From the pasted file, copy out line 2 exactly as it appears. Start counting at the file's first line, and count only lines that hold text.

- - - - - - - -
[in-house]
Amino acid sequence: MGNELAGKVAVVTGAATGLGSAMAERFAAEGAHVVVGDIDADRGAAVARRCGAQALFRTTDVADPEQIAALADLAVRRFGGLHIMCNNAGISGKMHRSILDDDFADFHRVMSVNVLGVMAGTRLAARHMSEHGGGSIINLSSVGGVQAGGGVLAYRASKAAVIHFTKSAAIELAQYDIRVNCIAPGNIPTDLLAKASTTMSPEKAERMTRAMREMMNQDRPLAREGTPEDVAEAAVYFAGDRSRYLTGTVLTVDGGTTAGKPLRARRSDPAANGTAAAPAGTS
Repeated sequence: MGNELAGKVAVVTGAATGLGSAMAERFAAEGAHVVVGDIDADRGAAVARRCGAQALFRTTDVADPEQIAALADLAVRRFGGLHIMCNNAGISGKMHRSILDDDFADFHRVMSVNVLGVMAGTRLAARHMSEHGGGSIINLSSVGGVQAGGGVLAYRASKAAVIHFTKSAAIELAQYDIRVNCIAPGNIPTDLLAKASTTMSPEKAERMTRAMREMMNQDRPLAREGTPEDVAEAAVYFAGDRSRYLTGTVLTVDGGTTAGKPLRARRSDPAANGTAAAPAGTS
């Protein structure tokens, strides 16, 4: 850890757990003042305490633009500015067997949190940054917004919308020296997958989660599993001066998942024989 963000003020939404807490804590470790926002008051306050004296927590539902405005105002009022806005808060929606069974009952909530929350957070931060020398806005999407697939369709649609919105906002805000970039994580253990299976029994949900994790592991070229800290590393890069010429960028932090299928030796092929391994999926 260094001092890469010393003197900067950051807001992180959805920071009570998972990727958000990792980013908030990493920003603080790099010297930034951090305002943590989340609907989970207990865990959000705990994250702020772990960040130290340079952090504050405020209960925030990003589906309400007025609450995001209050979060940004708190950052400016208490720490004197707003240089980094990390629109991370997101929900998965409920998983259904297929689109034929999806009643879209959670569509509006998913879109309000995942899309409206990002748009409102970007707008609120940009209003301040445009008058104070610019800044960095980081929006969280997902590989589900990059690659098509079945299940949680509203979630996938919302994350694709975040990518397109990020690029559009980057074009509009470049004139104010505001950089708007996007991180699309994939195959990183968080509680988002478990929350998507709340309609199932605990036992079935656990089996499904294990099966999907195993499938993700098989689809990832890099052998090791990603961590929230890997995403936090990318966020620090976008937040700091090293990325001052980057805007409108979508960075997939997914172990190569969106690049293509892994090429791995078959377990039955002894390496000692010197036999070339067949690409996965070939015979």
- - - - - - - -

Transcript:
Amino acid sequence: MGNELAGKVAVVTGAATGLGSAMAERFAAEGAHVVVGDIDADRGAAVARRCGAQALFRTTDVADPEQIAALADLAVRRFGGLHIMCNNAGISGKMHRSILDDDFADFHRVMSVNVLGVMAGTRLAARHMSEHGGGSIINLSSVGGVQAGGGVLAYRASKAAVIHFTKSAAIELAQYDIRVNCIAPGNIPTDLLAKASTTMSPEKAERMTRAMREMMNQDRPLAREGTPEDVAEAAVYFAGDRSRYLTGTVLTVDGGTTAGKPLRARRSDPAANGTAAAPAGTS